While Tony Abbott and Bill Shorten close ranks in assuring us that the dealings of federal politicians are all above board and squeaky clean, the reality is glaringly different and their refusal to realise that reform is needed taints them both with the suspicion that they rather like the current situation of factional groups being installed by industry lobbyists to control our treasury.
In 1992 the former secretary to the Office of Governor-General, Sir David Smith, wrote: There is much that is wrong with the way this nation is governed and administered: never before have we had so many Royal Commissions and other inquiries; never before have we had so many office-holders and other figures in, or facing the prospect of prison; never before have the electors registered their dissatisfaction with the political process by returning so many independent and minor party candidates to Parliament.
This quote from 22 years ago could have been written today.
In the Mackay Report of July 2001, social researcher Hugh Mackay stated: Australia’s contempt for federal politics and its leaders has plumbed new depths. If it (the Mackay Report) was a family newspaper, we would scarcely be able to print the things Australian’s are saying about their politicians … In the 22 year history of the Mackay Report political attitudes have never been quite as negative as this.
Thirteen years on and, if anything, the situation is worse.
On 16 June 2013 in The Australian newspaper Tony Fitzgerald QC (who chaired the 1987 Queensland Royal Commission) wrote an article The Body Politic is Rotten. He stated: “There are about 800 politicians in Australia’s parliaments. According to their assessments of each other, that quite small group includes role models for lying, cheating, deceiving, “rorting”, bullying, rumour-mongering, back-stabbing, slander, “leaking”, “dog-whistling”, nepotism and corruption.”
He states in effect, that the dominance of the major parties by little known and unimpressive faction leaders who have effective control of Australia’s democracy and destiny… might be tolerable if the major parties acted with integrity but they do not. Their constant battles for power are venal, vicious and vulgar.
The 2010-13 Federal Parliament saw the major parties virtually eliminate any real form of democratic debate substituting little but character assassination of opponents. It was a three-year election campaign of personal abuse and fear mongering. It was debased even further with aggressive bullying by the media and special interests at unprecedented levels.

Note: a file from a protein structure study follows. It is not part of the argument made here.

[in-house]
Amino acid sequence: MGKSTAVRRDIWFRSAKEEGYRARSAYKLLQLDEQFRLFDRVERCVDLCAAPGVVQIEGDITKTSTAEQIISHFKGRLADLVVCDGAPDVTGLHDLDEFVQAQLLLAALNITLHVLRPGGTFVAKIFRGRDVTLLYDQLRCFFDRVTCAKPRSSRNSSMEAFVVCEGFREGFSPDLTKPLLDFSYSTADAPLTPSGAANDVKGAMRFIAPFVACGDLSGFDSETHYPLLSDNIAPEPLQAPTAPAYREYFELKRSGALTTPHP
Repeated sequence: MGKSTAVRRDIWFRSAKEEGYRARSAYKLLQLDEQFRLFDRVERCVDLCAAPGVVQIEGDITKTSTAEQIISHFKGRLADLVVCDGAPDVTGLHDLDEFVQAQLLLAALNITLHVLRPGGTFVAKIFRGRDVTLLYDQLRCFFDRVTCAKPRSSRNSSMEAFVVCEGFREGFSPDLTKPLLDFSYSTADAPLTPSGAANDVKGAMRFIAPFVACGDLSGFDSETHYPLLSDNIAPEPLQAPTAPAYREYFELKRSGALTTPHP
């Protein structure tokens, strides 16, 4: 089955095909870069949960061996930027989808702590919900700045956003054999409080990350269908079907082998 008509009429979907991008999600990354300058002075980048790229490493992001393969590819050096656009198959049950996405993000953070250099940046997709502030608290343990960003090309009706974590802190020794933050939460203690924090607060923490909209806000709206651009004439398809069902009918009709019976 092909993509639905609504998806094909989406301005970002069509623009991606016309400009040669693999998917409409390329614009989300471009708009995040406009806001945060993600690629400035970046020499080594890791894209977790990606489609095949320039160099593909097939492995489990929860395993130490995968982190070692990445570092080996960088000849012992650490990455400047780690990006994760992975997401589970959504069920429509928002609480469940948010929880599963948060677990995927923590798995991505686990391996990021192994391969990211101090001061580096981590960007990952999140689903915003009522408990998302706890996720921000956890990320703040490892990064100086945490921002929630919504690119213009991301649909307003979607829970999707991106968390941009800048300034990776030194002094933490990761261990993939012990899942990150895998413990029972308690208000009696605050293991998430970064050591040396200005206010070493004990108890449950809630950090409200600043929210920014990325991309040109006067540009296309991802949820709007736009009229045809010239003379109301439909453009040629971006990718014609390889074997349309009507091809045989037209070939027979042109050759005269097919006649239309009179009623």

The same period saw both state and federal governments pandering to special interests allowing massive increases in the promotion of gambling and alcohol. Pandering to the development and mining industries and the seemingly endless privatisation of public assets often creating private monopolies, continued irrespective of public opinion.
Over the last 30 years politicians’ staff has increased dramatically. At federal level there are now some 17 hundred personal staff to ministers and members. The states probably account for over two thousand more. Add to this the direct political infiltration of federal-state public services and quangos with hundreds more jobs for the boys and girls, there is now a well-established political class.
This has provided the political parties with a career path for members. In many cases it often produces skilled, partisan, “whatever it takes” warriors with a richly rewarded life through local state and federal governments to a well-funded retirement. Unfortunately while this career path, as Tony Fitzgerald states, does include principled well-motivated people … it also attracts professional politicians with little or no general life experience and unscrupulous opportunists, unburdened by ethics, who obsessively pursue power, money or both.
The taxpayer cost of federal elections has increased from $38 million in 1984 to $161 million in 2010. Of the latter $53 million was public funding to parties and candidates. Currently, in spite of massive increases, public funding is less than 20 per cent of about $350 million total election spending. We are now effectively the second best democracy money can buy.
In an article in the Saturday Paper, Rob Oakeshott writes:
“Australia needs a royal commission into political donations.